Looking Back and Looking Forward

by Cliff Duren ~

I’m sitting down to write this article on the eve of my 39th birthday. Yes, that’s right. I’m 366 days away from kissing my 30’s goodbye forever. Some of you are thinking, “30’s?! Sonny boy, I kissed them goodbye ages ago!” … while you fresh-out-of-college types are thinking, “Man, that guy is old!”

No matter the age, I’ve always found that birthdays remind me to look back and look forward. I take a short look back at the past year … all that happened in our family, all that happened at church, creative opportunities I was able to be a part of, etc. April and I have 4 kids who are changing every day, it seems. Just looking back one year takes my breath away sometimes when I see how they’ve grown. I remember laughing earlier this year as our oldest son, Mac, vertically surpassed his mom as a young as an 11-year-old. However, fast forward a few months, and it’s not so funny anymore as I see this giant 12 year-old catching up with me way sooner than I thought he would.

I also look back past the 1-year mark and think about the last decade or so. That especially seems to be the case this year with my final “30-something” coming up tomorrow. New state, new ministry position, new friends, new opportunities, a domestic adoption … the list goes on and on. Social Media is most likely causing all of us too look back more often than ever. About 4 or 5 days a week, it seems that some memory pops up on my Facebook feed. Those pics have just about brought me to tears a few times … back when our kids were babies … back when April and I were in our 20’s!

The “looking forward” part continues to evolve as the years go by. I can remember being in my mid-20’s and making a list of some goals I wanted to achieve by the time I hit 30. Most of them were ministry or career-oriented. I still do that now. I’ve been thinking this past week about anything else I want to intentionally tackle before 40 comes knocking. I’m not going to tell you what those goals are, because that’s too much accountability (kidding … well, kind of). Looking forward has always been my favorite. I love to think ahead, plan ahead, calendar ahead, work on new things, etc. I spend way more time looking forward than I do looking back.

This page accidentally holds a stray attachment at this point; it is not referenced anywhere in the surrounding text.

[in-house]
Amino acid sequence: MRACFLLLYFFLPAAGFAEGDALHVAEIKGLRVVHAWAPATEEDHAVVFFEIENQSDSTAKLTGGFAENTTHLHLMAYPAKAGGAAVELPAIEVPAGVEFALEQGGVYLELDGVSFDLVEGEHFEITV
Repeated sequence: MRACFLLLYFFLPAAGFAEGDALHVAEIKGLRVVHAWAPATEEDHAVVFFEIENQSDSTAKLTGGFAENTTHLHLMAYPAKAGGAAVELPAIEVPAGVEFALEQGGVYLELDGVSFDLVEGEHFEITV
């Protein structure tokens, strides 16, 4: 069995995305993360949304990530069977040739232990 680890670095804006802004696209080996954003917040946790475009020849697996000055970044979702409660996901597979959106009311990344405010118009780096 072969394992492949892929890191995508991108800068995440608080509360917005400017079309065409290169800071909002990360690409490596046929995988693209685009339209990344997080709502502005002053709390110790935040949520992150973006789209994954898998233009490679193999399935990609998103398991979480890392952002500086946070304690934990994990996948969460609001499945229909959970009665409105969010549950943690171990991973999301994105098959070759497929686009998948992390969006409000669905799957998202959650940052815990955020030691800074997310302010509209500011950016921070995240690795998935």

The part that’s evolving is this. These days, when I look forward, I find myself thinking about the 50 or 60-year-old Cliff looking back. Let me explain.

In my 20’s, I was coming up with goals of things I wanted to accomplish, but I wasn’t always considering the role those goals would play in my life and ministry as a whole. I just knew that these were things I wanted to achieve. Now, as I look forward, I find myself thinking, “When I look back 10 or 20 years from now, what will mean the most? What will have had the greatest Kingdom impact? What will matter after I’m retired? What will matter after my earthly life is over?”

I’m not even talking about being remembered after I’m gone (this is getting way more morbid than I intended … sorry!). I’m talking about having an impact that will last … and impact that will multiply.

As a worship pastor, here are a few things that come to mind when I look forward and think about impact:

Future worship pastors. Who am I investing in that is gifted and called by God to lead worship? Am I giving them opportunities to exercise those gifts and that calling? Am I making the investment of spending time with them? Do they feel like they can ask me anything?

The idea of mentoring has looked a few different ways for me personally. Sometimes it’s formal (for example, having an intern for a summer), but most often it happens organically. It’s a student who feels called to lead worship. It’s a young worship pastor in his first church that needs someone else’s perspective who’s been there before. Currently, I meet a Station Hill choir member each week who senses God calling him to be a worship pastor. We’ve led together before. He fills in for me occasionally. He observes and takes notes during choir rehearsal and then we meet for breakfast the next morning and talk through those observations.